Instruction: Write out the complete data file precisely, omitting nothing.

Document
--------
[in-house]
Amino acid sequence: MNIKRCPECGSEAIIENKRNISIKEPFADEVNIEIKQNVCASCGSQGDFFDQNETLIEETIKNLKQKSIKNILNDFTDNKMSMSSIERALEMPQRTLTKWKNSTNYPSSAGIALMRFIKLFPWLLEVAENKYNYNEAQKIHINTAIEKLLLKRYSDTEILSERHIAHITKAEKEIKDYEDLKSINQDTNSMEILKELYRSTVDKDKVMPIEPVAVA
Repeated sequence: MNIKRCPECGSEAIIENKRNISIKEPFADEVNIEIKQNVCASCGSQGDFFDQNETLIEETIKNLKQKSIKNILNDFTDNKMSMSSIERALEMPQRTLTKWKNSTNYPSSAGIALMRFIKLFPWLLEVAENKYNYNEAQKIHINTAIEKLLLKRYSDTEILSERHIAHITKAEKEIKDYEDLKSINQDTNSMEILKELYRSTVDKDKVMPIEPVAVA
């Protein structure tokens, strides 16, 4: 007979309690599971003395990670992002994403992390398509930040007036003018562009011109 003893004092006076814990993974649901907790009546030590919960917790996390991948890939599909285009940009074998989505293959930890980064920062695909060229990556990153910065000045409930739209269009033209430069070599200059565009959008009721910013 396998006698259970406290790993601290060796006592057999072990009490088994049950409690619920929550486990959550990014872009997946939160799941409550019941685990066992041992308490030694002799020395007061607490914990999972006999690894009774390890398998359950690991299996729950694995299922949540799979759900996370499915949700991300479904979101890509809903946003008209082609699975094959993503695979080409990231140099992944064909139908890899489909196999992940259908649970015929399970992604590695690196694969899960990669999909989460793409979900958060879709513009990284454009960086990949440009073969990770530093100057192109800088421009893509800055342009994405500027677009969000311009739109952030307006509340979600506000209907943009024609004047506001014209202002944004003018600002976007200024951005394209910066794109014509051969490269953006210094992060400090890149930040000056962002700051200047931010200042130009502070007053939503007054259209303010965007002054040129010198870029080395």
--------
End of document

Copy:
[in-house]
Amino acid sequence: MNIKRCPECGSEAIIENKRNISIKEPFADEVNIEIKQNVCASCGSQGDFFDQNETLIEETIKNLKQKSIKNILNDFTDNKMSMSSIERALEMPQRTLTKWKNSTNYPSSAGIALMRFIKLFPWLLEVAENKYNYNEAQKIHINTAIEKLLLKRYSDTEILSERHIAHITKAEKEIKDYEDLKSINQDTNSMEILKELYRSTVDKDKVMPIEPVAVA
Repeated sequence: MNIKRCPECGSEAIIENKRNISIKEPFADEVNIEIKQNVCASCGSQGDFFDQNETLIEETIKNLKQKSIKNILNDFTDNKMSMSSIERALEMPQRTLTKWKNSTNYPSSAGIALMRFIKLFPWLLEVAENKYNYNEAQKIHINTAIEKLLLKRYSDTEILSERHIAHITKAEKEIKDYEDLKSINQDTNSMEILKELYRSTVDKDKVMPIEPVAVA
């Protein structure tokens, strides 16, 4: 007979309690599971003395990670992002994403992390398509930040007036003018562009011109 003893004092006076814990993974649901907790009546030590919960917790996390991948890939599909285009940009074998989505293959930890980064920062695909060229990556990153910065000045409930739209269009033209430069070599200059565009959008009721910013 396998006698259970406290790993601290060796006592057999072990009490088994049950409690619920929550486990959550990014872009997946939160799941409550019941685990066992041992308490030694002799020395007061607490914990999972006999690894009774390890398998359950690991299996729950694995299922949540799979759900996370499915949700991300479904979101890509809903946003008209082609699975094959993503695979080409990231140099992944064909139908890899489909196999992940259908649970015929399970992604590695690196694969899960990669999909989460793409979900958060879709513009990284454009960086990949440009073969990770530093100057192109800088421009893509800055342009994405500027677009969000311009739109952030307006509340979600506000209907943009024609004047506001014209202002944004003018600002976007200024951005394209910066794109014509051969490269953006210094992060400090890149930040000056962002700051200047931010200042130009502070007053939503007054259209303010965007002054040129010198870029080395």